November 22, 2005

God’s Debris

I just spent around 90 minutes reading God’s Debris by Scott Adams. Now I’ve gotta stop & digest all that I’ve read. Brilliant, and thought provoking. Go read it if you “enjoy having your brain spun around inside your skull”…

“So according to you, no one believes anything that they say they believe.”
“The best any human can do is to pick a delusion that helps him get through the day. This is why people of different religions can generally live in peace. At some level, we all suspect that other people don’t believe their own religion any more than we believe ours.”

“We like to believe that other people have the same level of urges as we do, despite all evidence to the contrary. We convince ourselves that people differ only in their degree of morality or willpower, or a combination of the two. But urges are real, and they differ wildly for every individual. Morality and willpower are illusions. For any human being, the highest urge always wins and willpower never enters into it. Willpower is a delusion.”

“There are two types of people in the world, my young friend. One type is people-oriented. When they make conversation, it is about people—what people are doing, what someone said, how someone feels. The other group is idea-oriented. When they make conversation, they talk about ideas and concepts and objects.”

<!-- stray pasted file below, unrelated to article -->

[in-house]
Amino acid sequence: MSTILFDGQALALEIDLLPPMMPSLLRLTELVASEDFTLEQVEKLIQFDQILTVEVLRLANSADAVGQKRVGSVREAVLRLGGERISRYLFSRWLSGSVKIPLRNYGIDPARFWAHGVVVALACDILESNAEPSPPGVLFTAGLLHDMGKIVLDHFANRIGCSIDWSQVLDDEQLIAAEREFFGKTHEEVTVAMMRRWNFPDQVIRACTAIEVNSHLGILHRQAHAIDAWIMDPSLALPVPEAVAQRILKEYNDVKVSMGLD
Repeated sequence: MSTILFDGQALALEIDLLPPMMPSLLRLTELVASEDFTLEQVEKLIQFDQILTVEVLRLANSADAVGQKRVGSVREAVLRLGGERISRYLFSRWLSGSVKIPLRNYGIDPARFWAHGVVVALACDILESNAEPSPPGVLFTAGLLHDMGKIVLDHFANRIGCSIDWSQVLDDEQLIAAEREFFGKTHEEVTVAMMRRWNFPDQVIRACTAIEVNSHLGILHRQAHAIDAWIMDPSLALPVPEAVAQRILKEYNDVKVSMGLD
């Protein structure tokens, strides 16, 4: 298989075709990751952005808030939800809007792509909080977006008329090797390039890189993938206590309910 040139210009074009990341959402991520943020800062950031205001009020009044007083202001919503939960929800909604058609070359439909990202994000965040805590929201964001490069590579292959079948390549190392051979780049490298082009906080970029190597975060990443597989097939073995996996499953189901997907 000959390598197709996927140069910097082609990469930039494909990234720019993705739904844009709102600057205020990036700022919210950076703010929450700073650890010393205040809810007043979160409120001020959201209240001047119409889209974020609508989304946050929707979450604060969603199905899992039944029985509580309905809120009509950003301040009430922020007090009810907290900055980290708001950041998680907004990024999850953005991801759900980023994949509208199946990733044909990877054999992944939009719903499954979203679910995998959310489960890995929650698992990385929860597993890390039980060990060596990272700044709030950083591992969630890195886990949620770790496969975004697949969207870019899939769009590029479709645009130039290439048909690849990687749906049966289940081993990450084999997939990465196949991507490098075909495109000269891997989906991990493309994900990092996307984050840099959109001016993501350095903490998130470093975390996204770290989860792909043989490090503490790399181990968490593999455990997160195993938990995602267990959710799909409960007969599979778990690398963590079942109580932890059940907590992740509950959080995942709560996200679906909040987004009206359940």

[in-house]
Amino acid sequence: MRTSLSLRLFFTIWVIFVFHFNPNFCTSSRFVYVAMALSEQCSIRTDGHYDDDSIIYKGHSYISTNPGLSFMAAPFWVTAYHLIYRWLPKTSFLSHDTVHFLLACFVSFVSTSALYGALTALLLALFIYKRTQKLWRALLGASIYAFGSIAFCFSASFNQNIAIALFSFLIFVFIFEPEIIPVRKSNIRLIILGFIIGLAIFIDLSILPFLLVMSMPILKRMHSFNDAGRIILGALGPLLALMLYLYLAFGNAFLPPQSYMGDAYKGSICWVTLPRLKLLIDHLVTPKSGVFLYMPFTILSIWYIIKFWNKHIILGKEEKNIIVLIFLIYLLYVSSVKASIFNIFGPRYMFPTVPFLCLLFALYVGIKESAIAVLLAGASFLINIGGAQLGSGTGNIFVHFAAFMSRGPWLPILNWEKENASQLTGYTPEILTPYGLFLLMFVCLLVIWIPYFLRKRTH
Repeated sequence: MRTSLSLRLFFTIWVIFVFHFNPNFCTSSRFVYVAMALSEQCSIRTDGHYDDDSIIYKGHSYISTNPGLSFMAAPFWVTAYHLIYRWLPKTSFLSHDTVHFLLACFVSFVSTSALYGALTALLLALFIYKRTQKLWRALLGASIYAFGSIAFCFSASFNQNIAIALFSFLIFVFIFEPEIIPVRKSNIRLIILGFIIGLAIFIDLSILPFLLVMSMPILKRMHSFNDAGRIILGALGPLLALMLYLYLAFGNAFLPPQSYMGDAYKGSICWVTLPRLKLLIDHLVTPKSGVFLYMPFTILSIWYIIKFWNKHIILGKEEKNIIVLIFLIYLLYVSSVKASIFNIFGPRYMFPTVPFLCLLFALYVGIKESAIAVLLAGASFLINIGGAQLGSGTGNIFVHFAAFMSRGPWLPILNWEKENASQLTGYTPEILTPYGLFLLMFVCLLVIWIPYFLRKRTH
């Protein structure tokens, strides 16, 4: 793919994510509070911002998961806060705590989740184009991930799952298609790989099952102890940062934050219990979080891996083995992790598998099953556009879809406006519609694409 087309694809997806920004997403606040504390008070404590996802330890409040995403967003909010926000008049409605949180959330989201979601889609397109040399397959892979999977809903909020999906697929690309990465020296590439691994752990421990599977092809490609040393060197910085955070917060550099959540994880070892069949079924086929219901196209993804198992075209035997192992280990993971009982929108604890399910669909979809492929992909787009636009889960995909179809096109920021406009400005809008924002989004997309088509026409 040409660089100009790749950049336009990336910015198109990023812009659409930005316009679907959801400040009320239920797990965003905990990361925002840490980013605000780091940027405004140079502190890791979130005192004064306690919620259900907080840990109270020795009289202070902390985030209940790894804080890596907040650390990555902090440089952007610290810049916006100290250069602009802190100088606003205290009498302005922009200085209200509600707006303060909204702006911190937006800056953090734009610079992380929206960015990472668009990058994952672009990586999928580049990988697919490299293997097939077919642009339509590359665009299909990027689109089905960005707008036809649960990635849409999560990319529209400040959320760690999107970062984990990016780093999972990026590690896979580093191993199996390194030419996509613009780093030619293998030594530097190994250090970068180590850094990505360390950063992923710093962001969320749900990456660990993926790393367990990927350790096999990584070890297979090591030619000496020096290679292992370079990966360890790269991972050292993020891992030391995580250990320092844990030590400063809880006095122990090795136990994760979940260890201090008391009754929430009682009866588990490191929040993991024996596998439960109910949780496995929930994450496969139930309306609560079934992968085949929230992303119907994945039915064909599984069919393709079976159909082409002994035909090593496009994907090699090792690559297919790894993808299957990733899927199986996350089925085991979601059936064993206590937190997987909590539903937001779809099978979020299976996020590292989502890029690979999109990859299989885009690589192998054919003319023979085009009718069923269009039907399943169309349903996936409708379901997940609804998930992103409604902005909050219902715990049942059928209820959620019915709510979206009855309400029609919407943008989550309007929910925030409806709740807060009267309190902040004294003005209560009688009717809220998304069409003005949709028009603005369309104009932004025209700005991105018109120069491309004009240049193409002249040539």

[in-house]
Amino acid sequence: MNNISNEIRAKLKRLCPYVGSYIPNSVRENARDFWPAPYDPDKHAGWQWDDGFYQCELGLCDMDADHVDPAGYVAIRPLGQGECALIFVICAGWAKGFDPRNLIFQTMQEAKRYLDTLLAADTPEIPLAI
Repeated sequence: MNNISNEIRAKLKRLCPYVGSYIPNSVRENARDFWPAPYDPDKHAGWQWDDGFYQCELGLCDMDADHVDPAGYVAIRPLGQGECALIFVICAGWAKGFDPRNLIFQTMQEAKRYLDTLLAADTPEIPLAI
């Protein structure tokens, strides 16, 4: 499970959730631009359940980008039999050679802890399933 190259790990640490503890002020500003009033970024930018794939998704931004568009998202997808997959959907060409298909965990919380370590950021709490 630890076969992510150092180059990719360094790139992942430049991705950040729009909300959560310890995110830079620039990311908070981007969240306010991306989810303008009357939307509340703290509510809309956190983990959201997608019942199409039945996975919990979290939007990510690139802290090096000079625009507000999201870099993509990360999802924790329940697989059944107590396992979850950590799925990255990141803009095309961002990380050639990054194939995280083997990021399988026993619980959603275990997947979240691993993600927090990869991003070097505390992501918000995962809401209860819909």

3 comments:

Anonymous said...

Hey this book sounds interesting. I think i could read it as the exams are over.
Was Checking out some quotes. chk out wht scott adams has to say "Informed decision-making comes from a long tradition of guessing and then blaming others for inadequate results." I think i could use this in the MIS paper.

Ankit said...

Don't worry... it's a two-hour read max. Read it anytime you wanna get your mind off studies.

Anonymous said...

It has some really worthwhile ideas. The idea that God dispersed in the Big Bang and turned into all the energy contained in subquarks (or whatever the smallest particles are), is called pandeism. Pandeists have been saying something similar since the 60s, and before that believed that the universe was basically the material of a God that has ceased to exist. The idea of probability leading humans to turn into a reconstituted God is pretty novel too.